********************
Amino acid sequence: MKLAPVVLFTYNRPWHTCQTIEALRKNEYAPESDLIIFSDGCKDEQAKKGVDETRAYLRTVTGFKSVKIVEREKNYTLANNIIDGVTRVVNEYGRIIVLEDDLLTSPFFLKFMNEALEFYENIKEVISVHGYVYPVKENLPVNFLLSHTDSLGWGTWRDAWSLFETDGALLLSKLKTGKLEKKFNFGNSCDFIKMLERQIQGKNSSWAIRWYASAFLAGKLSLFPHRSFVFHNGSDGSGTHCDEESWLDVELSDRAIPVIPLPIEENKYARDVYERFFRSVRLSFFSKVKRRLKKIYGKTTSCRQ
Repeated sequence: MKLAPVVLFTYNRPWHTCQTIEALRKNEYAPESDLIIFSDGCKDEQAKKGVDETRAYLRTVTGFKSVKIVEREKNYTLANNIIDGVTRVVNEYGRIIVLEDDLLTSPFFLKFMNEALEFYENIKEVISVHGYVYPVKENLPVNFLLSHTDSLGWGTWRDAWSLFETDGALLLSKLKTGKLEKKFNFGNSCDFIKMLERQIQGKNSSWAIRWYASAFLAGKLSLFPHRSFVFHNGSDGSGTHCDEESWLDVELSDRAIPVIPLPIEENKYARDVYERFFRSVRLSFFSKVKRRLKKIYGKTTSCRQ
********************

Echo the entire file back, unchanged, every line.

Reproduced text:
Amino acid sequence: MKLAPVVLFTYNRPWHTCQTIEALRKNEYAPESDLIIFSDGCKDEQAKKGVDETRAYLRTVTGFKSVKIVEREKNYTLANNIIDGVTRVVNEYGRIIVLEDDLLTSPFFLKFMNEALEFYENIKEVISVHGYVYPVKENLPVNFLLSHTDSLGWGTWRDAWSLFETDGALLLSKLKTGKLEKKFNFGNSCDFIKMLERQIQGKNSSWAIRWYASAFLAGKLSLFPHRSFVFHNGSDGSGTHCDEESWLDVELSDRAIPVIPLPIEENKYARDVYERFFRSVRLSFFSKVKRRLKKIYGKTTSCRQ
Repeated sequence: MKLAPVVLFTYNRPWHTCQTIEALRKNEYAPESDLIIFSDGCKDEQAKKGVDETRAYLRTVTGFKSVKIVEREKNYTLANNIIDGVTRVVNEYGRIIVLEDDLLTSPFFLKFMNEALEFYENIKEVISVHGYVYPVKENLPVNFLLSHTDSLGWGTWRDAWSLFETDGALLLSKLKTGKLEKKFNFGNSCDFIKMLERQIQGKNSSWAIRWYASAFLAGKLSLFPHRSFVFHNGSDGSGTHCDEESWLDVELSDRAIPVIPLPIEENKYARDVYERFFRSVRLSFFSKVKRRLKKIYGKTTSCRQ